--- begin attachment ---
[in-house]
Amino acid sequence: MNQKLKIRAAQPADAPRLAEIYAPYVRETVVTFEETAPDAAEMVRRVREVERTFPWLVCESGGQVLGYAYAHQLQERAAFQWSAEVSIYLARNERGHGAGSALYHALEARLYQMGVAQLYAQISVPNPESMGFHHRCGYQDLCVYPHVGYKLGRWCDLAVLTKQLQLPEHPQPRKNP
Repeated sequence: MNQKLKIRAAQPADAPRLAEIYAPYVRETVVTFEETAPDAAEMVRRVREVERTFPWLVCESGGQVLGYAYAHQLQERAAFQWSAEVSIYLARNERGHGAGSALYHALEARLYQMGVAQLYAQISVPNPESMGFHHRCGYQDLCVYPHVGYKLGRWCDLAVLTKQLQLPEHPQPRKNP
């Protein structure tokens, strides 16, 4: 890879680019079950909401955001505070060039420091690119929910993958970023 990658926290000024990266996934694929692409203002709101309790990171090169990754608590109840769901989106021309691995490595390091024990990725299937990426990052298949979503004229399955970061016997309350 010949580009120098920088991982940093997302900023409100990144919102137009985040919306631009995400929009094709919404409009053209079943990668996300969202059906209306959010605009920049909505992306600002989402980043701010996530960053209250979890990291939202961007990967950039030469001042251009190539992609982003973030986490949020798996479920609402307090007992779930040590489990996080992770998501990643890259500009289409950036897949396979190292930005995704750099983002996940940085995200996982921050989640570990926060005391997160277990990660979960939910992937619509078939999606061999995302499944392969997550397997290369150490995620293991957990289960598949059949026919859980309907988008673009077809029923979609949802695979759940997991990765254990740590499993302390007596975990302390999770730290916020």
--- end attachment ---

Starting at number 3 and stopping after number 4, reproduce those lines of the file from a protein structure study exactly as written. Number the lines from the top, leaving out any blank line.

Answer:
Repeated sequence: MNQKLKIRAAQPADAPRLAEIYAPYVRETVVTFEETAPDAAEMVRRVREVERTFPWLVCESGGQVLGYAYAHQLQERAAFQWSAEVSIYLARNERGHGAGSALYHALEARLYQMGVAQLYAQISVPNPESMGFHHRCGYQDLCVYPHVGYKLGRWCDLAVLTKQLQLPEHPQPRKNP
């Protein structure tokens, strides 16, 4: 890879680019079950909401955001505070060039420091690119929910993958970023 990658926290000024990266996934694929692409203002709101309790990171090169990754608590109840769901989106021309691995490595390091024990990725299937990426990052298949979503004229399955970061016997309350 010949580009120098920088991982940093997302900023409100990144919102137009985040919306631009995400929009094709919404409009053209079943990668996300969202059906209306959010605009920049909505992306600002989402980043701010996530960053209250979890990291939202961007990967950039030469001042251009190539992609982003973030986490949020798996479920609402307090007992779930040590489990996080992770998501990643890259500009289409950036897949396979190292930005995704750099983002996940940085995200996982921050989640570990926060005391997160277990990660979960939910992937619509078939999606061999995302499944392969997550397997290369150490995620293991957990289960598949059949026919859980309907988008673009077809029923979609949802695979759940997991990765254990740590499993302390007596975990302390999770730290916020």